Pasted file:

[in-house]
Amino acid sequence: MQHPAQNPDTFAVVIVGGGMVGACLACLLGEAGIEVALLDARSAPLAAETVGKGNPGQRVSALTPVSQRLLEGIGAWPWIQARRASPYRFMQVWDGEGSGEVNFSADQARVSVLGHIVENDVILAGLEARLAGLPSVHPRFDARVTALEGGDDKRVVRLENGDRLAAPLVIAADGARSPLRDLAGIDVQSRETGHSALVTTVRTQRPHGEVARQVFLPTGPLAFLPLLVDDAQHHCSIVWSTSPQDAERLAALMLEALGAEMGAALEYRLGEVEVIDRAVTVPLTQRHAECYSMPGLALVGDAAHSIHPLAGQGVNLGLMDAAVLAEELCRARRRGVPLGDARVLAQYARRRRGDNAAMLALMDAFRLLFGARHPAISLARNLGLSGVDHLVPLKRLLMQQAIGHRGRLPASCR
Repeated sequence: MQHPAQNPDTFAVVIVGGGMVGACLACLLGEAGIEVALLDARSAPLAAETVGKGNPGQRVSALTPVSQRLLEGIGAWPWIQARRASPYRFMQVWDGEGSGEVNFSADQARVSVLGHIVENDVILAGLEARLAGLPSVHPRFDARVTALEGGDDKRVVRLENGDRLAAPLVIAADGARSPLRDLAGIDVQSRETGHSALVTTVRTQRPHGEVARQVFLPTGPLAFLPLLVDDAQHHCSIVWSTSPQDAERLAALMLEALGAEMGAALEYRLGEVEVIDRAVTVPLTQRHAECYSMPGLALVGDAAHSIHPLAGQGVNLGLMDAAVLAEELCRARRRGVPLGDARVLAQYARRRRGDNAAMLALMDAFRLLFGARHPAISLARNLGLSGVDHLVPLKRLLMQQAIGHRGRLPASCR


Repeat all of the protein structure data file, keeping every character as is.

[in-house]
Amino acid sequence: MQHPAQNPDTFAVVIVGGGMVGACLACLLGEAGIEVALLDARSAPLAAETVGKGNPGQRVSALTPVSQRLLEGIGAWPWIQARRASPYRFMQVWDGEGSGEVNFSADQARVSVLGHIVENDVILAGLEARLAGLPSVHPRFDARVTALEGGDDKRVVRLENGDRLAAPLVIAADGARSPLRDLAGIDVQSRETGHSALVTTVRTQRPHGEVARQVFLPTGPLAFLPLLVDDAQHHCSIVWSTSPQDAERLAALMLEALGAEMGAALEYRLGEVEVIDRAVTVPLTQRHAECYSMPGLALVGDAAHSIHPLAGQGVNLGLMDAAVLAEELCRARRRGVPLGDARVLAQYARRRRGDNAAMLALMDAFRLLFGARHPAISLARNLGLSGVDHLVPLKRLLMQQAIGHRGRLPASCR
Repeated sequence: MQHPAQNPDTFAVVIVGGGMVGACLACLLGEAGIEVALLDARSAPLAAETVGKGNPGQRVSALTPVSQRLLEGIGAWPWIQARRASPYRFMQVWDGEGSGEVNFSADQARVSVLGHIVENDVILAGLEARLAGLPSVHPRFDARVTALEGGDDKRVVRLENGDRLAAPLVIAADGARSPLRDLAGIDVQSRETGHSALVTTVRTQRPHGEVARQVFLPTGPLAFLPLLVDDAQHHCSIVWSTSPQDAERLAALMLEALGAEMGAALEYRLGEVEVIDRAVTVPLTQRHAECYSMPGLALVGDAAHSIHPLAGQGVNLGLMDAAVLAEELCRARRRGVPLGDARVLAQYARRRRGDNAAMLALMDAFRLLFGARHPAISLARNLGLSGVDHLVPLKRLLMQQAIGHRGRLPASCR